Elapsed event time using RTC

Ok, first things first, I'm feeling like a moron at the moment.

I have been so deep in a rabbit hole trying to figure out this simple task, reading libraries, searching google, blah blah, that my brain hurts.

So, what I need is help from the community.

I'm using DS1307RTC with TimeLib.h and DS1307RTC.h on the MEGA2560.

There are two things I want to accomplish:

  1. I need to trigger a RTCNOW() event at the beginning of a bit of code and display the time elapsed in D:H:M:S format. This needs to be an increasing value.

  2. I have a button on interrupt to set a flag to pause the code, but I need to put the clock in a pause state as well. This is to say I know the RTC will continue to run, but I need the elapsed time to pause until the flag is cleared by another button press.

Does anyone have code that did similar things and care to share it? I can't thank the community enough for all the support. I've been lurking for a couple years, but first time asking for help.


Oh, another REALLY important point. I can't use delay() or milli.

I have modified timers for other uses and these will not work.

void timerwait()
unsigned int cntdown = 0;
while (1)
    tmElements_t tm; //--(The tmElements_t object is a structure. You can create an instance of the structure,)-- 
    //--(populate the members of the structure, and then pass the structure to makeTime.)--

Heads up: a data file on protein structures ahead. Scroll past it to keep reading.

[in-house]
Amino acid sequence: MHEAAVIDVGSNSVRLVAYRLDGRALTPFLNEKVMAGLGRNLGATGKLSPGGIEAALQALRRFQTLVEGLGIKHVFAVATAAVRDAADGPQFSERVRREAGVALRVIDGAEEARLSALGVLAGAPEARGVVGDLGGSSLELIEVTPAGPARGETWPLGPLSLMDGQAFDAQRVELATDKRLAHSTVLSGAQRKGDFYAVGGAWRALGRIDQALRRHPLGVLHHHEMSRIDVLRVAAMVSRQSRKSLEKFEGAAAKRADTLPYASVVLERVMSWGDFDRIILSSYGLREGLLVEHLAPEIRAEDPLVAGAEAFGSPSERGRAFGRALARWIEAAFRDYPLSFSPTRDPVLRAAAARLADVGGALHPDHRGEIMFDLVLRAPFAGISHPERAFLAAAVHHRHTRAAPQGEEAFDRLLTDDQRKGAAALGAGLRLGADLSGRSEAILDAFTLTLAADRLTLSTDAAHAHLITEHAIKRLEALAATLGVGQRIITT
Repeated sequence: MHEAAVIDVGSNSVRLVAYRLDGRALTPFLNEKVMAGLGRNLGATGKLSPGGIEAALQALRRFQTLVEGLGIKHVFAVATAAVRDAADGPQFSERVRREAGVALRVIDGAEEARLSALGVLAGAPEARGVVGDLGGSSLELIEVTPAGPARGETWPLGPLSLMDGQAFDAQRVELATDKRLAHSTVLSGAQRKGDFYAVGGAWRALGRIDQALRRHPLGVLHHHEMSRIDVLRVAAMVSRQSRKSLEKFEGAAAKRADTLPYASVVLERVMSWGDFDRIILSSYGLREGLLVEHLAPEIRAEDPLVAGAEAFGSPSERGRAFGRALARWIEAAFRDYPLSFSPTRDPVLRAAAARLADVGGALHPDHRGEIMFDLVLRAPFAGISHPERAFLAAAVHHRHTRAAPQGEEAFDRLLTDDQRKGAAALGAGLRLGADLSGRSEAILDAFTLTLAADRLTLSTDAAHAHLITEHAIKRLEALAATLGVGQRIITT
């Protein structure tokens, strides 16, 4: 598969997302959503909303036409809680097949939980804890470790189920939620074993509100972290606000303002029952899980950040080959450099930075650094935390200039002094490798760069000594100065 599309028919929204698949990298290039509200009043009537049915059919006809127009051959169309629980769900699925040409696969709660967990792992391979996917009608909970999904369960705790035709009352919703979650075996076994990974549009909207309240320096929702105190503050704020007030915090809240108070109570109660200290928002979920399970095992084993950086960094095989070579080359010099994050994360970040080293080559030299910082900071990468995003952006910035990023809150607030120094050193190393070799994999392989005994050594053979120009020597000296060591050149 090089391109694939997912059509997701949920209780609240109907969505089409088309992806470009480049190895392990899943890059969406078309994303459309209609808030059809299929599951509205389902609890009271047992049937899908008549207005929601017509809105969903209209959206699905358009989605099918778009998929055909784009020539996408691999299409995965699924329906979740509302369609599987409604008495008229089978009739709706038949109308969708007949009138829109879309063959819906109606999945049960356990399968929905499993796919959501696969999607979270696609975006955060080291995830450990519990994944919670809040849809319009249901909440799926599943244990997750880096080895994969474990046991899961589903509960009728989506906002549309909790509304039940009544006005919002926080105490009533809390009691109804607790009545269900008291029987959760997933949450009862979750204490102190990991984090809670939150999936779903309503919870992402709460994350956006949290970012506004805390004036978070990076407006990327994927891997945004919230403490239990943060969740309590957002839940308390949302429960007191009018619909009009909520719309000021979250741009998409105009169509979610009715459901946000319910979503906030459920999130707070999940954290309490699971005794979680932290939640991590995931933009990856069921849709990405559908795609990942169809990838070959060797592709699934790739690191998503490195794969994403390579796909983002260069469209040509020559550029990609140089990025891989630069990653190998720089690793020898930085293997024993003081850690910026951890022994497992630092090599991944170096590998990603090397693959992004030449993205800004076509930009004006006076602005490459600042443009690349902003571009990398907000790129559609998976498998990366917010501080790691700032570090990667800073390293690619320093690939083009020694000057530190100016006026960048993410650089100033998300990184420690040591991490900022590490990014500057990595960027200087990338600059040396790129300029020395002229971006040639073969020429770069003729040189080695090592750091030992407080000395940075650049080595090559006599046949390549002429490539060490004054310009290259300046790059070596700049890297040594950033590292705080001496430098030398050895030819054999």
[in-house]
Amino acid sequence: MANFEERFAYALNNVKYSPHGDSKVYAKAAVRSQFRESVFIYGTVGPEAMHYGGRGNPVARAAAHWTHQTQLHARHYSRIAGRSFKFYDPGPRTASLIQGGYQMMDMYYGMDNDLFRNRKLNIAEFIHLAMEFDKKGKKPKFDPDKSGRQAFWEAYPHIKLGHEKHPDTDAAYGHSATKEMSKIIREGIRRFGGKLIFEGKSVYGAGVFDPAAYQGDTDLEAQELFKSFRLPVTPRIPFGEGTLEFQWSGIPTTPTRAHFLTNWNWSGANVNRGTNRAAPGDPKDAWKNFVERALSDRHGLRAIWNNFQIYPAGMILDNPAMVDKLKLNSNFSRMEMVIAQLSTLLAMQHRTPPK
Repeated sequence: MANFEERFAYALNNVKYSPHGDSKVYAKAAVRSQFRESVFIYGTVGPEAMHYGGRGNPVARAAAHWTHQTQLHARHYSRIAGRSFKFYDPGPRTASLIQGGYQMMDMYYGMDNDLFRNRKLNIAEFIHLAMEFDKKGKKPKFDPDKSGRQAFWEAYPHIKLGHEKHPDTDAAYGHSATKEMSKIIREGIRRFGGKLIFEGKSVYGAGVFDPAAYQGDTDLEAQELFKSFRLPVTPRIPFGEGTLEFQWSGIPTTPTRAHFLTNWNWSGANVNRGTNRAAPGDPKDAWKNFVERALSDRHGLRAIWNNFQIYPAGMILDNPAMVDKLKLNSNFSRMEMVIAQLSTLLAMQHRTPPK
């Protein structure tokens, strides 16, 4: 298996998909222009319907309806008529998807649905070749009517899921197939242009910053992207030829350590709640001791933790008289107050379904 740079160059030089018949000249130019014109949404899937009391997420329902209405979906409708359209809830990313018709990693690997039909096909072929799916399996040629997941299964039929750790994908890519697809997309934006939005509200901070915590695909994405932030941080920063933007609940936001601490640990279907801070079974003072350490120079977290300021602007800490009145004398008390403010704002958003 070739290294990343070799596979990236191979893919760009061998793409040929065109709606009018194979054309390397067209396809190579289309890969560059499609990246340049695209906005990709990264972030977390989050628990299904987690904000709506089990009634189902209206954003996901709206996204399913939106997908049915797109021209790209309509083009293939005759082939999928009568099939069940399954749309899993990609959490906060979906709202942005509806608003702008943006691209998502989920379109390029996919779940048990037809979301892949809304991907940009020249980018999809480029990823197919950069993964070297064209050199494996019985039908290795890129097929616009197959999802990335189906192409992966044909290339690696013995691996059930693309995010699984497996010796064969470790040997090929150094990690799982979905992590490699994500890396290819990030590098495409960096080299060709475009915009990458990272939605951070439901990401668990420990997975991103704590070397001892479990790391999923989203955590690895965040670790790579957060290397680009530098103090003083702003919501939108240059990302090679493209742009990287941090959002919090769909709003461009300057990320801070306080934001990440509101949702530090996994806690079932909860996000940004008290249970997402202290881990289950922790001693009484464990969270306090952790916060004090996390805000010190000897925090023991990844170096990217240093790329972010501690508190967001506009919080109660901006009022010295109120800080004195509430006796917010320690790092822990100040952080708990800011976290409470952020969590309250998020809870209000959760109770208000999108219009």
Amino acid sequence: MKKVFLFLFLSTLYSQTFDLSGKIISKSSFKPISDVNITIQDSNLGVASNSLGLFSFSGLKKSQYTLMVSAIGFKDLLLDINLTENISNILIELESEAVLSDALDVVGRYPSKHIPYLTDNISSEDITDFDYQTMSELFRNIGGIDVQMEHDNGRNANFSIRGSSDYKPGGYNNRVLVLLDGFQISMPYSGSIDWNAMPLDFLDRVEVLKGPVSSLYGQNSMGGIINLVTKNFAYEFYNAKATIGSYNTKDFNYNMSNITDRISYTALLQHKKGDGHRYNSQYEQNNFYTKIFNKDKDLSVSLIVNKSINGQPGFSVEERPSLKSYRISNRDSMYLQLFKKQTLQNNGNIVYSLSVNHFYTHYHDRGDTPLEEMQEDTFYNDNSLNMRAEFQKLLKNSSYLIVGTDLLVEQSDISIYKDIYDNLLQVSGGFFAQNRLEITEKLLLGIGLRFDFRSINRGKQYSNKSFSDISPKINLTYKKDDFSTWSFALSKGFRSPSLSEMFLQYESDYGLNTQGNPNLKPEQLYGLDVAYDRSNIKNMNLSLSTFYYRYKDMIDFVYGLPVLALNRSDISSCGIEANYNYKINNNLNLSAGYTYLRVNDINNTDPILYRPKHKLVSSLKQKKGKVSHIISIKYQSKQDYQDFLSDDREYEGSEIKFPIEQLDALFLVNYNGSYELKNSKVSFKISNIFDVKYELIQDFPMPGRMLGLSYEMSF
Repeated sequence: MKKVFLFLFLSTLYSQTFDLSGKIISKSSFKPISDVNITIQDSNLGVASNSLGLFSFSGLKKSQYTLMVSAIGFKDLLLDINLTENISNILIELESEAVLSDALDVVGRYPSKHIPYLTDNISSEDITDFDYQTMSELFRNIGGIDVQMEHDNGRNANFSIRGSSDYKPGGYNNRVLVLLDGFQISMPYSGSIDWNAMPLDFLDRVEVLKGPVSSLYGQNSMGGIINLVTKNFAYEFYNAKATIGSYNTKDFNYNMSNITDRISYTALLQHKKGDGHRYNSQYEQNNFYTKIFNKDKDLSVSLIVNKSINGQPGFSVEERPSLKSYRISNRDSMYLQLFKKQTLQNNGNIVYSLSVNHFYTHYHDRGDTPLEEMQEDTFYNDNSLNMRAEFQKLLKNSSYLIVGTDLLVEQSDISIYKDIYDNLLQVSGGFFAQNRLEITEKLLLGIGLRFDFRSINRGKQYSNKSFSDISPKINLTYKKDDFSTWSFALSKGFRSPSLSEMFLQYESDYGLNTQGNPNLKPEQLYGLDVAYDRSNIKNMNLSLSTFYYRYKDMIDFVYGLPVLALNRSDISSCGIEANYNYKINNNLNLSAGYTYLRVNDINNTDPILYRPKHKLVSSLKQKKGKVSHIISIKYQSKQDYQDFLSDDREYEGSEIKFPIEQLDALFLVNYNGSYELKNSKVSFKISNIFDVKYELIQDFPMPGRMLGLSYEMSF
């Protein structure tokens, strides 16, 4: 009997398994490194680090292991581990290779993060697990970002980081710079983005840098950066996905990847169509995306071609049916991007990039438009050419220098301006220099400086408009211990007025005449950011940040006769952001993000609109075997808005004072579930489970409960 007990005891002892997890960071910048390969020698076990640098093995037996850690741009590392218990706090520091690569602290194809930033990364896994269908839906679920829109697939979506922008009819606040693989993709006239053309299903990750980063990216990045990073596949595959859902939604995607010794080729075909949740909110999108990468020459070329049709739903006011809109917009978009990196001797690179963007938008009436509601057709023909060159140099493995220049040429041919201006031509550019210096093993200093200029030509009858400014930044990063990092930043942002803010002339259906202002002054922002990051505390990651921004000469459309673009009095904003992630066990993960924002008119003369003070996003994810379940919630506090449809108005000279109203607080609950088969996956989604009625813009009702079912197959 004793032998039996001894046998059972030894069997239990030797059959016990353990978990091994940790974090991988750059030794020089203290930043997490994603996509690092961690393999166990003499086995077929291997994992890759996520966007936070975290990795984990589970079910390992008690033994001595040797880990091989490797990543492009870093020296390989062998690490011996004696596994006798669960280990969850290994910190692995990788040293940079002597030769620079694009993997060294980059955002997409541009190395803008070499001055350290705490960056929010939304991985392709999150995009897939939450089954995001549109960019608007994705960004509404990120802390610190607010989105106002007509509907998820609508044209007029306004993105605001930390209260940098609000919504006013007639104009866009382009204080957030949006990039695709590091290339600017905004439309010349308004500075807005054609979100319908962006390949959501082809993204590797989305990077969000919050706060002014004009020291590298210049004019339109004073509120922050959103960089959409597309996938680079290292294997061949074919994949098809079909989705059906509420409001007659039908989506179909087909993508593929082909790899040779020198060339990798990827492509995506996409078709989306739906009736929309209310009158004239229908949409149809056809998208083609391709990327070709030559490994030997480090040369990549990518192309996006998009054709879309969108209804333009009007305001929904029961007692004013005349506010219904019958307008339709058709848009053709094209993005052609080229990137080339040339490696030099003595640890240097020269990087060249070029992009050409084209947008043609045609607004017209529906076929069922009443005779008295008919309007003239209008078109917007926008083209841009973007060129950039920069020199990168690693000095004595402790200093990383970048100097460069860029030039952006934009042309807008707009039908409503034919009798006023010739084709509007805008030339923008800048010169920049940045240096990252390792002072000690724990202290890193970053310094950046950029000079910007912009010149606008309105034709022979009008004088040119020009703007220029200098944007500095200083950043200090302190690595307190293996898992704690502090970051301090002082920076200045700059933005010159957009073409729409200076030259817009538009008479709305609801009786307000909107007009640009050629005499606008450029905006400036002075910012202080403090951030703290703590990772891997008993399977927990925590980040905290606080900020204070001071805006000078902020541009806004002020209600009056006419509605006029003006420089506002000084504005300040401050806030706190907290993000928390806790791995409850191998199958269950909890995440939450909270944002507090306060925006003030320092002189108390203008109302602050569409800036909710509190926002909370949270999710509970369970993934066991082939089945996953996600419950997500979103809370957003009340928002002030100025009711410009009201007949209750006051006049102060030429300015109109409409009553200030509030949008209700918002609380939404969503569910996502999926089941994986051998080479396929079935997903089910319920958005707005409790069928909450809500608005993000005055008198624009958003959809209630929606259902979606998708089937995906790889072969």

RTC.read(tm); //--(Read time from RTC)--

    lcd.setCursor(0, 2);
    lcd.write("Real Time ");
    RTCtime(); //--(Call RTCtime() function)--
    lcd.setCursor(0, 3);
    lcd.write("Remain ");

    //--(RTCdelay set in inline code prior to timerwait() function call)--
    cntdown = ((timeEnd - timeStart) + RTCdelay);
    lcd.setCursor(8, 3);
    lcd.write(" ");
    lcd.write("sec  ");
    if (pFlag == 0) //--(If 1, pause is active and we want counter to stop)--
       timeStart = ((tm.Hour * 60 * 60) + (tm.Minute * 60) + tm.Second); //--(Convert time to seconds)--
    if (flag == 1)
      timeEnd = timeStart; //--(Save an end variable for comparison)--
      flag = 0; //--(flag disables this if statement so end variable is not overwritten)--

    //--(Not a fix for pause issue)--
    if (cntdown > RTCdelay)
       flag = 1;

    if (pFlag == 1)//--(Triggered by pause interrupt button)--
       address = 41;
       val = timeEnd;
       writeAddress(address, val); //--(Save timeEnd variable to RTC RAM)--  
       address = 41;
       readVal = readAddress(address); //--(Read saved timeEnd variable from RTC RAM)--
       timeEnd = readVal;
    if ((timeStart == (timeEnd + RTCdelay)) && (flag == 0)) //--(RTCdelay is seconds, i.e. if RTCdelay = 1800 seconds = 30 minutes)--
      flag = 1; //--(Enable if statement for next time)--
      //--(Set program to kick out of timer and back to inline loop routine, this if statement is only triggered ONCE)--
      //--(Next round, else below will be true again)



This bit of code (function) directly relates to the pause issue I am having.